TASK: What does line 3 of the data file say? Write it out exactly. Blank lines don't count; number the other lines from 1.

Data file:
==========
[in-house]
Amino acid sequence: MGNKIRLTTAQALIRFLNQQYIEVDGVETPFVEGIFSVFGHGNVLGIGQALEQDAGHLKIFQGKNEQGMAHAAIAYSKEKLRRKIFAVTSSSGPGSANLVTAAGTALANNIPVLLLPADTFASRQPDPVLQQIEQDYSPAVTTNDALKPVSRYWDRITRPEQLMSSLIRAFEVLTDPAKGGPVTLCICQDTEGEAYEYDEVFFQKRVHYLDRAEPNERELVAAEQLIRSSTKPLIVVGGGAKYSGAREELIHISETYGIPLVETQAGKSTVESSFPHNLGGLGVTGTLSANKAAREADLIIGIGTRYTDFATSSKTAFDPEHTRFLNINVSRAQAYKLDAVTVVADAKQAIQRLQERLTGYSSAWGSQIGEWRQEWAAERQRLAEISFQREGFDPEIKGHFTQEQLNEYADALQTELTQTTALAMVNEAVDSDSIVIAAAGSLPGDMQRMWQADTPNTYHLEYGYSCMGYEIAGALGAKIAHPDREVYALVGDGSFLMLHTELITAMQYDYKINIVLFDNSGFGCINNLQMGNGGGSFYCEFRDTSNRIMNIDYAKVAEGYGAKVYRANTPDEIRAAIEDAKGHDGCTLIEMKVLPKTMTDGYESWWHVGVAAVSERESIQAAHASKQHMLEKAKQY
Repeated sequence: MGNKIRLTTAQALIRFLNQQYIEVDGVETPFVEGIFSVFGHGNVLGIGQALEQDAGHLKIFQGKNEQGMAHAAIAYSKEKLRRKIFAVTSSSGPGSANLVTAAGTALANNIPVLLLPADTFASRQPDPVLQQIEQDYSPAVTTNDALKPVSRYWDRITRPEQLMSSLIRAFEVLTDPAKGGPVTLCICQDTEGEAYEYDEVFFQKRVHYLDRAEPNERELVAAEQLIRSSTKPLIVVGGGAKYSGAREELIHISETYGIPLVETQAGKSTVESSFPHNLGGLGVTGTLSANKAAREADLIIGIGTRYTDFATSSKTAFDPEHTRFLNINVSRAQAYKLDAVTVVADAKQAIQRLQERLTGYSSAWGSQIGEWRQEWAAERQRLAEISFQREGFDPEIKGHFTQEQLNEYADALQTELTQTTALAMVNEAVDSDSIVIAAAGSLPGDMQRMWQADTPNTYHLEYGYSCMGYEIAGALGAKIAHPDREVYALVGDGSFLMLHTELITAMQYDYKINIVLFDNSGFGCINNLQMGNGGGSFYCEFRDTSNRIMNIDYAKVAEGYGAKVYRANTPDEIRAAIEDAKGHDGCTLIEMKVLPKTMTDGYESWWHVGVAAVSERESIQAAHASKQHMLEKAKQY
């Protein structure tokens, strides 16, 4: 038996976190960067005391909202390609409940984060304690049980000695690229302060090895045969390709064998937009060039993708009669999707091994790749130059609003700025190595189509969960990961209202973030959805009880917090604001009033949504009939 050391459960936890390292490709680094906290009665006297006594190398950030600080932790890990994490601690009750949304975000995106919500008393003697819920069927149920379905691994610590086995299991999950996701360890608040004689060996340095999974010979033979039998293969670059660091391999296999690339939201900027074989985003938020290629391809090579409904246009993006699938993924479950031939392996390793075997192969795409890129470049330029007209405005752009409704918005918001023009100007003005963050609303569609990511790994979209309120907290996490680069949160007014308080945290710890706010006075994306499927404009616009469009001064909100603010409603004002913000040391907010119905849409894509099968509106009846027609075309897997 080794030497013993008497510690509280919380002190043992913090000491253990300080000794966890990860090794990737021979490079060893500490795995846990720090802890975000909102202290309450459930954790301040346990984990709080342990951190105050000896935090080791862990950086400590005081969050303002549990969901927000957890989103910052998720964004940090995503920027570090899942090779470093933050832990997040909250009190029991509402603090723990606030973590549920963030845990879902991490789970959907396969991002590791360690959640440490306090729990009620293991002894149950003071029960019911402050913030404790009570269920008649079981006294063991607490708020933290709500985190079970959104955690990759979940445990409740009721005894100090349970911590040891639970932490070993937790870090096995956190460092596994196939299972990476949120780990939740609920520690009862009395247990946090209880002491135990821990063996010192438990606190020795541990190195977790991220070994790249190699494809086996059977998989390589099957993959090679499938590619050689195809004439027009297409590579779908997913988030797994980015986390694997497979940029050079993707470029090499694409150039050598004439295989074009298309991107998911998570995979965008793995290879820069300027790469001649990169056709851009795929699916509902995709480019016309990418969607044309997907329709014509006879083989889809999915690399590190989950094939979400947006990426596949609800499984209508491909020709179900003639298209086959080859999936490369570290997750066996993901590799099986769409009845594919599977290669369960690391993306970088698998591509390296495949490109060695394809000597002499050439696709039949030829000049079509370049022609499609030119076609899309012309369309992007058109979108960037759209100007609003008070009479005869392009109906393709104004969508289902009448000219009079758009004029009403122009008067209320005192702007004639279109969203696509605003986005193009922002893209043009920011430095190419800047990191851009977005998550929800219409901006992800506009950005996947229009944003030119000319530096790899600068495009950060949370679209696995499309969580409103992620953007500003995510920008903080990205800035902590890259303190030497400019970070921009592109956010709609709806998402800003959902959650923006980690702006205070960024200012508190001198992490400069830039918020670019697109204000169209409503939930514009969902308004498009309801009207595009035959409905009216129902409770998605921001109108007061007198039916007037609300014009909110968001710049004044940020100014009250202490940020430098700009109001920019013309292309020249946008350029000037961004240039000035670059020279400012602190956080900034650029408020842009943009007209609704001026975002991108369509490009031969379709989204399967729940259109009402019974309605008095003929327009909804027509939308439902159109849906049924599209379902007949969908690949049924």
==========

Repeated sequence: MGNKIRLTTAQALIRFLNQQYIEVDGVETPFVEGIFSVFGHGNVLGIGQALEQDAGHLKIFQGKNEQGMAHAAIAYSKEKLRRKIFAVTSSSGPGSANLVTAAGTALANNIPVLLLPADTFASRQPDPVLQQIEQDYSPAVTTNDALKPVSRYWDRITRPEQLMSSLIRAFEVLTDPAKGGPVTLCICQDTEGEAYEYDEVFFQKRVHYLDRAEPNERELVAAEQLIRSSTKPLIVVGGGAKYSGAREELIHISETYGIPLVETQAGKSTVESSFPHNLGGLGVTGTLSANKAAREADLIIGIGTRYTDFATSSKTAFDPEHTRFLNINVSRAQAYKLDAVTVVADAKQAIQRLQERLTGYSSAWGSQIGEWRQEWAAERQRLAEISFQREGFDPEIKGHFTQEQLNEYADALQTELTQTTALAMVNEAVDSDSIVIAAAGSLPGDMQRMWQADTPNTYHLEYGYSCMGYEIAGALGAKIAHPDREVYALVGDGSFLMLHTELITAMQYDYKINIVLFDNSGFGCINNLQMGNGGGSFYCEFRDTSNRIMNIDYAKVAEGYGAKVYRANTPDEIRAAIEDAKGHDGCTLIEMKVLPKTMTDGYESWWHVGVAAVSERESIQAAHASKQHMLEKAKQY